Here is a brief scenario that I've often used: "Norberto, a student who is known to be a little restless but has not been a discipine problem, is brought to your office by a security guard with a note from the teacher. The notes reads:' Disrespectful. I will not tolerate this behavior'. The security guard doesn't know what happenned. Norberto says: 'I walked over to the basket to throw away a piece and paper and the teacher starts screaming at me that I'm disrepectful and she throws me out. I don't know what the problem was'.

 

The assistant principal has Norberto stay in the office, and visits privately with the teacher. The teacher says, "He was at the basket off to my side and gave me the middle finger. A couple of kids laughed. I cannot tolerate this behavior. He will not return to my class until he apologizes."

 

Be aware that this teacher regularly refers discipline problems to you-- probably 25% of your total referrals come from this teacher.

 

What steps will you go through to address this issue? What are your guiding principles that will determine how you will respond?

 

YOU CAN RESPOND ON THE COMMNT WALL OR SEND TO MY INBOX, OR MY EMAIL: Larryaronstein@yahoo.com.

Comment by Dr. Larry Aronstein on September 14, 2012 at 10:54am

Take a Risk

A client recently asked: "How do your respond to the question, why to you want to be an assistant principal?" If this is your entry level job, and you are now serving as a teacher, your response may go something like this: "The principal needs all the help he/she can get. I can only imagine the pressures. I must also say that I want to continue to grow and learn. I believe that by the nature of being a team player, I know how to harmonize and play backup. In my graduate studies I've learned new skills and gained new knowledge and insight as to leadership. I need an opportunity to put all of this to work. Unfortunately, I know how the job of being an assistant principal should not be done. But, I believe I also know how it could be done."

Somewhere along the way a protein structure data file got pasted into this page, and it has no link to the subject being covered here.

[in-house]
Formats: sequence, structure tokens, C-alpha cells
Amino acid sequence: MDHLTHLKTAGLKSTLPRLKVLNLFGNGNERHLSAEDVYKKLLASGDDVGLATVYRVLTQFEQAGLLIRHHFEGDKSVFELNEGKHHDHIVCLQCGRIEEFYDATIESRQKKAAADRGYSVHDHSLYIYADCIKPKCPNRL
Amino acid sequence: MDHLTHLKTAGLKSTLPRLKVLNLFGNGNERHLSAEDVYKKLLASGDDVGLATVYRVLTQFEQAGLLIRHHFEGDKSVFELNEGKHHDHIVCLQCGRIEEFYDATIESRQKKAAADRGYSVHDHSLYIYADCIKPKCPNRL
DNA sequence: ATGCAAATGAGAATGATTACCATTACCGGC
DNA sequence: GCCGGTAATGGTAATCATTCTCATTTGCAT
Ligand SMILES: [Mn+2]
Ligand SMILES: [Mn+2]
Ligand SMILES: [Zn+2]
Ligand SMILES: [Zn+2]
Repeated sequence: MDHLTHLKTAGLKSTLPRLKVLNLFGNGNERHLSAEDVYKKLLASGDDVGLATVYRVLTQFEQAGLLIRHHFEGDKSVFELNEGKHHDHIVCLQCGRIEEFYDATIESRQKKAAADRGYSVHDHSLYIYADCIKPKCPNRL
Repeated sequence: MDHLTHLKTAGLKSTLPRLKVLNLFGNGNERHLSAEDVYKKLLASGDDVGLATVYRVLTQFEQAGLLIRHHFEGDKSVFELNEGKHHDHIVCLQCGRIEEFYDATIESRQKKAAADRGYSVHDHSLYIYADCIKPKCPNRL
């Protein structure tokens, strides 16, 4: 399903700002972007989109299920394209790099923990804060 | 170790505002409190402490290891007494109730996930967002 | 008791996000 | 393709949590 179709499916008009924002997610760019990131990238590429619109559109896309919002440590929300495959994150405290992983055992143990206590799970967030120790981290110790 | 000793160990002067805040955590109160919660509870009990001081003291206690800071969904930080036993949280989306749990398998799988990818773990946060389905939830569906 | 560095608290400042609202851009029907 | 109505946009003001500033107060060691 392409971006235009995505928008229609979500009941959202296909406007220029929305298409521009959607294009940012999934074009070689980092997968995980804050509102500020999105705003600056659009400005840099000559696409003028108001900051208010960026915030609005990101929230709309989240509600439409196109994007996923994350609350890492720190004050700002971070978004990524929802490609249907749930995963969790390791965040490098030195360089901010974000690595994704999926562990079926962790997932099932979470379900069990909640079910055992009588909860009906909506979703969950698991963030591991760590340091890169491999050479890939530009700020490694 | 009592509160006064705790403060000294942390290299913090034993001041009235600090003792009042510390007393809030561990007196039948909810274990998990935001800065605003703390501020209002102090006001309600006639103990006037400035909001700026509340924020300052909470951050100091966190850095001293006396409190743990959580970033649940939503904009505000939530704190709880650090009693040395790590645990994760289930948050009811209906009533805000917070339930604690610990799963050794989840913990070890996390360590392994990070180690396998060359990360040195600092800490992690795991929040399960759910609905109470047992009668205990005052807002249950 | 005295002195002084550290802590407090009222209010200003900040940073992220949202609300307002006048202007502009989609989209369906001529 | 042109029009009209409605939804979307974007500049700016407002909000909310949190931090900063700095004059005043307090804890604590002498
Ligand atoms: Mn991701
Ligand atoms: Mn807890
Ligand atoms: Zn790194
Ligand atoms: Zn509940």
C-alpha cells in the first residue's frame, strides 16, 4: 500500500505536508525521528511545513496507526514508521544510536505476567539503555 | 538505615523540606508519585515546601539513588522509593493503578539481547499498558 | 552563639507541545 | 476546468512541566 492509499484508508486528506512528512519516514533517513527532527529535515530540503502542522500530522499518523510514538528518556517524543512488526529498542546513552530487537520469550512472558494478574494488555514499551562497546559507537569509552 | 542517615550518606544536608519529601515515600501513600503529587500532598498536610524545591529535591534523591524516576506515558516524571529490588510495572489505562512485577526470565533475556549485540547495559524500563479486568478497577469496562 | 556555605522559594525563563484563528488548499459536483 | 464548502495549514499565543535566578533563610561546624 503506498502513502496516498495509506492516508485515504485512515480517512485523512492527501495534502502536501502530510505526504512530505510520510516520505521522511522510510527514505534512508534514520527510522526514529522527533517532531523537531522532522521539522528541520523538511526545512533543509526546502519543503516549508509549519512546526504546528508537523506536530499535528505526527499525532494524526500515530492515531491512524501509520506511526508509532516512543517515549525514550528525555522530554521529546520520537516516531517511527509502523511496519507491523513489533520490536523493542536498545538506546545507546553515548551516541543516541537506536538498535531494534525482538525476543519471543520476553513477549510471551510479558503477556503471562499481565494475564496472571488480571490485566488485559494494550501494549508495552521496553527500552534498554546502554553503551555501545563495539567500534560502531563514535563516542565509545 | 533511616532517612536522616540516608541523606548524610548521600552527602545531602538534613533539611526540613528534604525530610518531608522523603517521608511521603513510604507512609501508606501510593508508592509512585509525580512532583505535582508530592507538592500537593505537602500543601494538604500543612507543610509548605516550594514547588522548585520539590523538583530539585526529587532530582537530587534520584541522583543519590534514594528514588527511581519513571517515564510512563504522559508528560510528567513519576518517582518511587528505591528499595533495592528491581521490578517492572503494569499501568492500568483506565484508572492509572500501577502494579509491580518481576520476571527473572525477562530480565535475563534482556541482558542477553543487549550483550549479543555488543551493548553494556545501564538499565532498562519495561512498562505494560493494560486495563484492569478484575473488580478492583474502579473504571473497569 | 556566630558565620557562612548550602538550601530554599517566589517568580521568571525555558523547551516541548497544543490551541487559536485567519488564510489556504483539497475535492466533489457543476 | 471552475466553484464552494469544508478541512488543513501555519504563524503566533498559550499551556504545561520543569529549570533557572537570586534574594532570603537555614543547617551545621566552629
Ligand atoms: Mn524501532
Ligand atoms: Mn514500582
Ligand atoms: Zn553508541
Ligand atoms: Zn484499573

Although some of this is a bit risky, sometimes you have to take a risk to get their attention. However, you also need to be prepared to be asked as a follow up, "Okay, so how should the job not be done?"

Comment by Dr. Larry Aronstein on September 7, 2012 at 11:43am

What Questions Do You Ask at Interviews?

 

It depends on where you are in the process. It is important to be sensitive to the needs of the people on the interviewing committees. They are busy people who have volunteered their time to serve. The time allotted for each interview allows them to stay on schedule. I have often felt like a captive as a candidate, who is allotted 15 to 30 minutes for an intitial interview, is asked: "Do you have any questions"? This is done as a courtesy. It's not an open invitation to pull out a long list of questions and take over and extend the process. If you move on in the process, you will have ample time to get your questions answered.

 

The only question you should ask at the intial interview is "what is the next step and what is your timeline"? Often the moderator will have already answered that question. It's okay to say, "I have many questions, however, I'll hold off hoping that I'll have an opportunity to get my answers as the process progresses." This demonstrates your sensitivity to their time constraints.